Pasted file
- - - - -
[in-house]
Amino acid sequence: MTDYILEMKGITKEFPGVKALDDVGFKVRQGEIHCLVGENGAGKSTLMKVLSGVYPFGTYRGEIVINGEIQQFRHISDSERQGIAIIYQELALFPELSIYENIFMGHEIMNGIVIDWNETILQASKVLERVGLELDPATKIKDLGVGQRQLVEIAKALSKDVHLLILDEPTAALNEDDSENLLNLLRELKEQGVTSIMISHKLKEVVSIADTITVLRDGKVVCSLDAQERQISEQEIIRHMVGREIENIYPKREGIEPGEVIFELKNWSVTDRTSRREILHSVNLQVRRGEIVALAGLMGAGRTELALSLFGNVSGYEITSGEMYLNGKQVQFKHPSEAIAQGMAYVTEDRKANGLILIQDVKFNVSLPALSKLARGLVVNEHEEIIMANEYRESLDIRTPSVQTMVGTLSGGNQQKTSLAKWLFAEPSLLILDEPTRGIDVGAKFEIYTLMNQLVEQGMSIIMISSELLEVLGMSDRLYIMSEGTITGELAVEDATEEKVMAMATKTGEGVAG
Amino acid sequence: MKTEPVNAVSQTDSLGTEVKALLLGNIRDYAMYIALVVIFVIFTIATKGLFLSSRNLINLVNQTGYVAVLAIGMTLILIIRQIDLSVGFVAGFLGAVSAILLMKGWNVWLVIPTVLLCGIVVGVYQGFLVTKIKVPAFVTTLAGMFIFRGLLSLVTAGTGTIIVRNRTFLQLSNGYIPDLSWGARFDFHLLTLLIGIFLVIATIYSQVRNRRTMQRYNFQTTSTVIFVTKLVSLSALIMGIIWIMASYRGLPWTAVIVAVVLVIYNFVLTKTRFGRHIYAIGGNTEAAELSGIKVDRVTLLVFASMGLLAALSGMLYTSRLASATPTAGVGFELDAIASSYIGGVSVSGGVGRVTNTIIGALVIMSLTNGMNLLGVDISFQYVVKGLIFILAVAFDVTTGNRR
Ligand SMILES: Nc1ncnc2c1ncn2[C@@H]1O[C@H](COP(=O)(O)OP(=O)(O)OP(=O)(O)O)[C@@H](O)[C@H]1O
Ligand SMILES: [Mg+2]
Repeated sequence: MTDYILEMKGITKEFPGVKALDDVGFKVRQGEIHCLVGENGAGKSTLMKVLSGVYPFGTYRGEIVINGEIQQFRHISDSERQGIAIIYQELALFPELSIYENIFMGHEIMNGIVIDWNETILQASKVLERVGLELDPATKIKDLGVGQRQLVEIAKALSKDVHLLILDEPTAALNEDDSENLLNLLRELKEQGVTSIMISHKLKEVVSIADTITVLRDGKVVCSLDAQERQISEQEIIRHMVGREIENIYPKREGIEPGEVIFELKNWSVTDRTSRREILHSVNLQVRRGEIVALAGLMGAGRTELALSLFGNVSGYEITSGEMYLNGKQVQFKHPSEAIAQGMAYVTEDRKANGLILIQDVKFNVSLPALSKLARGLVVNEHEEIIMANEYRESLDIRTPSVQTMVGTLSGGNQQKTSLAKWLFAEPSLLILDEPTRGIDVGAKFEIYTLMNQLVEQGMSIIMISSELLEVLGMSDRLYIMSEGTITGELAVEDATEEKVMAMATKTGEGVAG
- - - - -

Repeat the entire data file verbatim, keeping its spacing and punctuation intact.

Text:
[in-house]
Amino acid sequence: MTDYILEMKGITKEFPGVKALDDVGFKVRQGEIHCLVGENGAGKSTLMKVLSGVYPFGTYRGEIVINGEIQQFRHISDSERQGIAIIYQELALFPELSIYENIFMGHEIMNGIVIDWNETILQASKVLERVGLELDPATKIKDLGVGQRQLVEIAKALSKDVHLLILDEPTAALNEDDSENLLNLLRELKEQGVTSIMISHKLKEVVSIADTITVLRDGKVVCSLDAQERQISEQEIIRHMVGREIENIYPKREGIEPGEVIFELKNWSVTDRTSRREILHSVNLQVRRGEIVALAGLMGAGRTELALSLFGNVSGYEITSGEMYLNGKQVQFKHPSEAIAQGMAYVTEDRKANGLILIQDVKFNVSLPALSKLARGLVVNEHEEIIMANEYRESLDIRTPSVQTMVGTLSGGNQQKTSLAKWLFAEPSLLILDEPTRGIDVGAKFEIYTLMNQLVEQGMSIIMISSELLEVLGMSDRLYIMSEGTITGELAVEDATEEKVMAMATKTGEGVAG
Amino acid sequence: MKTEPVNAVSQTDSLGTEVKALLLGNIRDYAMYIALVVIFVIFTIATKGLFLSSRNLINLVNQTGYVAVLAIGMTLILIIRQIDLSVGFVAGFLGAVSAILLMKGWNVWLVIPTVLLCGIVVGVYQGFLVTKIKVPAFVTTLAGMFIFRGLLSLVTAGTGTIIVRNRTFLQLSNGYIPDLSWGARFDFHLLTLLIGIFLVIATIYSQVRNRRTMQRYNFQTTSTVIFVTKLVSLSALIMGIIWIMASYRGLPWTAVIVAVVLVIYNFVLTKTRFGRHIYAIGGNTEAAELSGIKVDRVTLLVFASMGLLAALSGMLYTSRLASATPTAGVGFELDAIASSYIGGVSVSGGVGRVTNTIIGALVIMSLTNGMNLLGVDISFQYVVKGLIFILAVAFDVTTGNRR
Ligand SMILES: Nc1ncnc2c1ncn2[C@@H]1O[C@H](COP(=O)(O)OP(=O)(O)OP(=O)(O)O)[C@@H](O)[C@H]1O
Ligand SMILES: [Mg+2]
Repeated sequence: MTDYILEMKGITKEFPGVKALDDVGFKVRQGEIHCLVGENGAGKSTLMKVLSGVYPFGTYRGEIVINGEIQQFRHISDSERQGIAIIYQELALFPELSIYENIFMGHEIMNGIVIDWNETILQASKVLERVGLELDPATKIKDLGVGQRQLVEIAKALSKDVHLLILDEPTAALNEDDSENLLNLLRELKEQGVTSIMISHKLKEVVSIADTITVLRDGKVVCSLDAQERQISEQEIIRHMVGREIENIYPKREGIEPGEVIFELKNWSVTDRTSRREILHSVNLQVRRGEIVALAGLMGAGRTELALSLFGNVSGYEITSGEMYLNGKQVQFKHPSEAIAQGMAYVTEDRKANGLILIQDVKFNVSLPALSKLARGLVVNEHEEIIMANEYRESLDIRTPSVQTMVGTLSGGNQQKTSLAKWLFAEPSLLILDEPTRGIDVGAKFEIYTLMNQLVEQGMSIIMISSELLEVLGMSDRLYIMSEGTITGELAVEDATEEKVMAMATKTGEGVAG